President Obama on Thursday pinned the blame on Russia for the ongoing conflict in Ukraine, offering some of his toughest comments yet on the Kremlin's involvement.
There is no doubt that the conflict, the president said during a press conference, "is encouraged by Russia. The separatists are trained by Russia. They are armed by Russia. They are funded by Russia."
Obama on Ukraine Violence: 'Russia Is Responsible'
The remarks mark some of the strongest public condemnation of Russia's role in Ukraine by the White House since the crisis began earlier this year. This week, Russian troops and military equipment trickled over the border and into eastern Ukraine, where Ukrainian forces have been locked in battle with pro-Russia separatists since April. More than 2,000 people have died in the conflict.
Earlier on Thursday, NATO released satellite imagery that it says shows Russian armed forces inside Ukraine. The agency said that more than 1,000 Russian soldiers have now joined separatists there.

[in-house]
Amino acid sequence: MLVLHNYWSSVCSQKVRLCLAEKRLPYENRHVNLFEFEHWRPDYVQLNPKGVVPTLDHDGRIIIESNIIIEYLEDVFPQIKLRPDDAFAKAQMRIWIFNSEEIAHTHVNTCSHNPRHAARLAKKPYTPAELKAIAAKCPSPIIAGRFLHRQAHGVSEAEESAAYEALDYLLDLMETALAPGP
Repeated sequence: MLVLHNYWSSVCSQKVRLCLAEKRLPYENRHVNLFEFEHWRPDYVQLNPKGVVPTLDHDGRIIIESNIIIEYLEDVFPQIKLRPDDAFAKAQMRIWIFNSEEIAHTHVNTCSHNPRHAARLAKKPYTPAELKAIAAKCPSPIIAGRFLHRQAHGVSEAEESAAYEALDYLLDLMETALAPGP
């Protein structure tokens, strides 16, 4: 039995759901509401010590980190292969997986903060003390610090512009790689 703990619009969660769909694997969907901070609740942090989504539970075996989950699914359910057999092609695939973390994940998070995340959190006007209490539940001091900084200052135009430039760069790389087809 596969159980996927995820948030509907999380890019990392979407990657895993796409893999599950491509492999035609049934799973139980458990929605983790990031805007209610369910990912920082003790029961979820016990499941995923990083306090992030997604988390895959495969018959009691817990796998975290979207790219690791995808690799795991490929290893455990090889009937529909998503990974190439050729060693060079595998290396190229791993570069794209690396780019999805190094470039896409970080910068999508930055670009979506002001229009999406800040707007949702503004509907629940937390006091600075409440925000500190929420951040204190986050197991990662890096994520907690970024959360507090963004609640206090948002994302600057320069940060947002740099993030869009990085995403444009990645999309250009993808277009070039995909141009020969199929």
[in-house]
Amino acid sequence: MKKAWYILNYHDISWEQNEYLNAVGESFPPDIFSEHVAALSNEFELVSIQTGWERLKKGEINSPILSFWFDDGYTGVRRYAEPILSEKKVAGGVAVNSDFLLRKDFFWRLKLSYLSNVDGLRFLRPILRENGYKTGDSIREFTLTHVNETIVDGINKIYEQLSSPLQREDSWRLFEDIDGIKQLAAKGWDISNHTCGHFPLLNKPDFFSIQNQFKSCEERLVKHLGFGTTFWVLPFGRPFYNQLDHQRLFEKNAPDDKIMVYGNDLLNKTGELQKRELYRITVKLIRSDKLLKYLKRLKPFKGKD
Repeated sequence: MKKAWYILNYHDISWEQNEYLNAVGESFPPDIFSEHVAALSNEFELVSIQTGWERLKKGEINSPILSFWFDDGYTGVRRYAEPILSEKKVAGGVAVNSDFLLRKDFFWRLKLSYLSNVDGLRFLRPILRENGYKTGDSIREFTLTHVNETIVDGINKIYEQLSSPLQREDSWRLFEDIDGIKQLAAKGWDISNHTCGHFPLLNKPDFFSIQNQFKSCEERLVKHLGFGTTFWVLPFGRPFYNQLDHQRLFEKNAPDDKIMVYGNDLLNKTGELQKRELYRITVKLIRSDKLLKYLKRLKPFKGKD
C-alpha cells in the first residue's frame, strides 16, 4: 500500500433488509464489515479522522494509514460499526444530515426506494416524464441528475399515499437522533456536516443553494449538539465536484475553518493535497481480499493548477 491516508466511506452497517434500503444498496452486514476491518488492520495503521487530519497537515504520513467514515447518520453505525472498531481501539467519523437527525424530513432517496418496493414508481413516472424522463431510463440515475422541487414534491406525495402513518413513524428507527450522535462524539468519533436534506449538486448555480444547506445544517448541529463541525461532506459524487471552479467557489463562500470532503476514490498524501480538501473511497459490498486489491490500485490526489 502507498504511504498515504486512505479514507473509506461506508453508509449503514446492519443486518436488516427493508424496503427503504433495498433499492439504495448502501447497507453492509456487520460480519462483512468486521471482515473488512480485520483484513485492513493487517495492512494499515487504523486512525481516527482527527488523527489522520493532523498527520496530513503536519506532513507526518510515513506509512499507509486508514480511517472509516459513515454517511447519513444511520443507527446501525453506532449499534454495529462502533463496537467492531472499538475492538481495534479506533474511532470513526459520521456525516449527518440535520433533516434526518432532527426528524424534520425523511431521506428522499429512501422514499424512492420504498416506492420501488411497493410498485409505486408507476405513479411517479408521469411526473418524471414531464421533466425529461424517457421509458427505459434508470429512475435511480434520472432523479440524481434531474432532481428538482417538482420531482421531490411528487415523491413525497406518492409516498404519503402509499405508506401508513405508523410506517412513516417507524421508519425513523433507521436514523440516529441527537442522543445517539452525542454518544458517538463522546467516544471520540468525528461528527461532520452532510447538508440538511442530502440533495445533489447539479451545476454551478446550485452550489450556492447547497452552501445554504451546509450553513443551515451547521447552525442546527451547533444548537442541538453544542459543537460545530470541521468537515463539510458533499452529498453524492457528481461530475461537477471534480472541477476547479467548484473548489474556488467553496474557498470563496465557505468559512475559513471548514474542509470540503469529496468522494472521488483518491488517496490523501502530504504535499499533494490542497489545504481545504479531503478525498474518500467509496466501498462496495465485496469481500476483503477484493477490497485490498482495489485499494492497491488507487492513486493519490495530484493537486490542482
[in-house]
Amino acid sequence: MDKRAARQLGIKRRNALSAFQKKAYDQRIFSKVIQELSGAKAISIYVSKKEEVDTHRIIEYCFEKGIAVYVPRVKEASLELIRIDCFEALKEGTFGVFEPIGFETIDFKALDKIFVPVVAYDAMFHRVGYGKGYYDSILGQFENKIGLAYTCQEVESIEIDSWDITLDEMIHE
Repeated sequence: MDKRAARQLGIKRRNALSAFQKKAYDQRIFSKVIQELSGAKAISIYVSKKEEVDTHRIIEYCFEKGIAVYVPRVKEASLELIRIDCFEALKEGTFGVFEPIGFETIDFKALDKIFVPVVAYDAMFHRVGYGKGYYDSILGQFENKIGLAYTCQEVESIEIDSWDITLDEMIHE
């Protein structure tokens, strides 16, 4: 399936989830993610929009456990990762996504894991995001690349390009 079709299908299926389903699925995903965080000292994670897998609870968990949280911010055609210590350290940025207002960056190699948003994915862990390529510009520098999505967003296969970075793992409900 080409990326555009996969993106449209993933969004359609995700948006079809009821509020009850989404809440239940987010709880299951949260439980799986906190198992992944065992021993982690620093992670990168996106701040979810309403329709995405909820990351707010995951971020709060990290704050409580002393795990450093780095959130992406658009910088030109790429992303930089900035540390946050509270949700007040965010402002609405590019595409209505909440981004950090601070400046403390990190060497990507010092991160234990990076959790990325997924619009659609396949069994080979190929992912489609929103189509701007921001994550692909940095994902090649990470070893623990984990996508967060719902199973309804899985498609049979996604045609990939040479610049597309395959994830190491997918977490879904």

"Russia has deliberately and repeatedly violated the sovereignty and territorial integrity of Ukraine, and the new images of Russian forces inside Ukraine make that plain for the world to see," Obama said.
Some Western and Ukrainian officials have called the recent escalation by Russia a "stealth invasion." Obama declined to refer to the conflict as such when asked by a reporter.
Russia has denied it is providing resources to rebel forces in Ukraine. Samantha Power, the U.S. ambassador to the United Nations, said during an emergency meeting of the organization Thursday that Russia must "stop lying" about its involvement in Ukraine. In response, Vitaly Churkin, the Russian ambassador to the U.N., put the blame for the recent escalation on Ukraine's attempts to drive separatists from the region. "This was an obvious step toward escalation," he said. "Insurgents couldn't just lay down their weapons and give up and leave for Russia."
Obama said Thursday that continued Russian intervention in Ukraine would bring "costs and consequences" for Moscow. The president ruled out military action, and did not say whether his administration is considering another round of sanctions.
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